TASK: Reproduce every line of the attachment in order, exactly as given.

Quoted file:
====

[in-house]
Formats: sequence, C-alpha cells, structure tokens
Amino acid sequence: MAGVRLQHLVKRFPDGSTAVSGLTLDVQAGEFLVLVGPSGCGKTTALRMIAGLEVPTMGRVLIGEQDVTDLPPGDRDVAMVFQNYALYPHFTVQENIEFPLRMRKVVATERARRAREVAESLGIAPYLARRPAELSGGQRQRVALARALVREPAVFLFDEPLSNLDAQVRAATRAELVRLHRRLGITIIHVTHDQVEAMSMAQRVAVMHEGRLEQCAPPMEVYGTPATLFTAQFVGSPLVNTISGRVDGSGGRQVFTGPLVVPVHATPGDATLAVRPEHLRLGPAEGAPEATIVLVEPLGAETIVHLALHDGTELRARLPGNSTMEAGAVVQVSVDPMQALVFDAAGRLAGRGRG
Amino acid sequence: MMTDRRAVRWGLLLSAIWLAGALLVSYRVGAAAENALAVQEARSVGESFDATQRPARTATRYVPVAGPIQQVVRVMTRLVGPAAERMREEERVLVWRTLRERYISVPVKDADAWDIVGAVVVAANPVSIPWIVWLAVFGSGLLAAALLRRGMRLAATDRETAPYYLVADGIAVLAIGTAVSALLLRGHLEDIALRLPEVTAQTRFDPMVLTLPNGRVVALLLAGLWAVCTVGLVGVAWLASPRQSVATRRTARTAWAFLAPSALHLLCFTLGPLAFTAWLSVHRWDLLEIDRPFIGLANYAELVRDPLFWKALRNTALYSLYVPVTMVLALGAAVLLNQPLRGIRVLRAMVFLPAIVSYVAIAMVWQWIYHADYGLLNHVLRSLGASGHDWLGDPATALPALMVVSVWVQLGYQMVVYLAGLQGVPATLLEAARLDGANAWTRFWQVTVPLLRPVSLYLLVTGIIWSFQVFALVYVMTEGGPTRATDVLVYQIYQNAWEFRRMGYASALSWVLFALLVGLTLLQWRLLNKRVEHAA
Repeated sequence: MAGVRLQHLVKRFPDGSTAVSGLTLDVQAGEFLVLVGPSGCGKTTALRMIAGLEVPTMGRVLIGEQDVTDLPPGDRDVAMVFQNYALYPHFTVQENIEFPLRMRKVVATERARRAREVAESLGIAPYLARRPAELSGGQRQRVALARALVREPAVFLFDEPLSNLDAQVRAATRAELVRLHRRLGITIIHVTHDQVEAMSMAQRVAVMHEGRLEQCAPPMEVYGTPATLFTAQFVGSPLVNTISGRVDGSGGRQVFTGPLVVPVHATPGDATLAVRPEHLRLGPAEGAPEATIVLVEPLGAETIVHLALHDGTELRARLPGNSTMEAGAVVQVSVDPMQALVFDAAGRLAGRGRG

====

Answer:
[in-house]
Formats: sequence, C-alpha cells, structure tokens
Amino acid sequence: MAGVRLQHLVKRFPDGSTAVSGLTLDVQAGEFLVLVGPSGCGKTTALRMIAGLEVPTMGRVLIGEQDVTDLPPGDRDVAMVFQNYALYPHFTVQENIEFPLRMRKVVATERARRAREVAESLGIAPYLARRPAELSGGQRQRVALARALVREPAVFLFDEPLSNLDAQVRAATRAELVRLHRRLGITIIHVTHDQVEAMSMAQRVAVMHEGRLEQCAPPMEVYGTPATLFTAQFVGSPLVNTISGRVDGSGGRQVFTGPLVVPVHATPGDATLAVRPEHLRLGPAEGAPEATIVLVEPLGAETIVHLALHDGTELRARLPGNSTMEAGAVVQVSVDPMQALVFDAAGRLAGRGRG
Amino acid sequence: MMTDRRAVRWGLLLSAIWLAGALLVSYRVGAAAENALAVQEARSVGESFDATQRPARTATRYVPVAGPIQQVVRVMTRLVGPAAERMREEERVLVWRTLRERYISVPVKDADAWDIVGAVVVAANPVSIPWIVWLAVFGSGLLAAALLRRGMRLAATDRETAPYYLVADGIAVLAIGTAVSALLLRGHLEDIALRLPEVTAQTRFDPMVLTLPNGRVVALLLAGLWAVCTVGLVGVAWLASPRQSVATRRTARTAWAFLAPSALHLLCFTLGPLAFTAWLSVHRWDLLEIDRPFIGLANYAELVRDPLFWKALRNTALYSLYVPVTMVLALGAAVLLNQPLRGIRVLRAMVFLPAIVSYVAIAMVWQWIYHADYGLLNHVLRSLGASGHDWLGDPATALPALMVVSVWVQLGYQMVVYLAGLQGVPATLLEAARLDGANAWTRFWQVTVPLLRPVSLYLLVTGIIWSFQVFALVYVMTEGGPTRATDVLVYQIYQNAWEFRRMGYASALSWVLFALLVGLTLLQWRLLNKRVEHAA
Repeated sequence: MAGVRLQHLVKRFPDGSTAVSGLTLDVQAGEFLVLVGPSGCGKTTALRMIAGLEVPTMGRVLIGEQDVTDLPPGDRDVAMVFQNYALYPHFTVQENIEFPLRMRKVVATERARRAREVAESLGIAPYLARRPAELSGGQRQRVALARALVREPAVFLFDEPLSNLDAQVRAATRAELVRLHRRLGITIIHVTHDQVEAMSMAQRVAVMHEGRLEQCAPPMEVYGTPATLFTAQFVGSPLVNTISGRVDGSGGRQVFTGPLVVPVHATPGDATLAVRPEHLRLGPAEGAPEATIVLVEPLGAETIVHLALHDGTELRARLPGNSTMEAGAVVQVSVDPMQALVFDAAGRLAGRGRG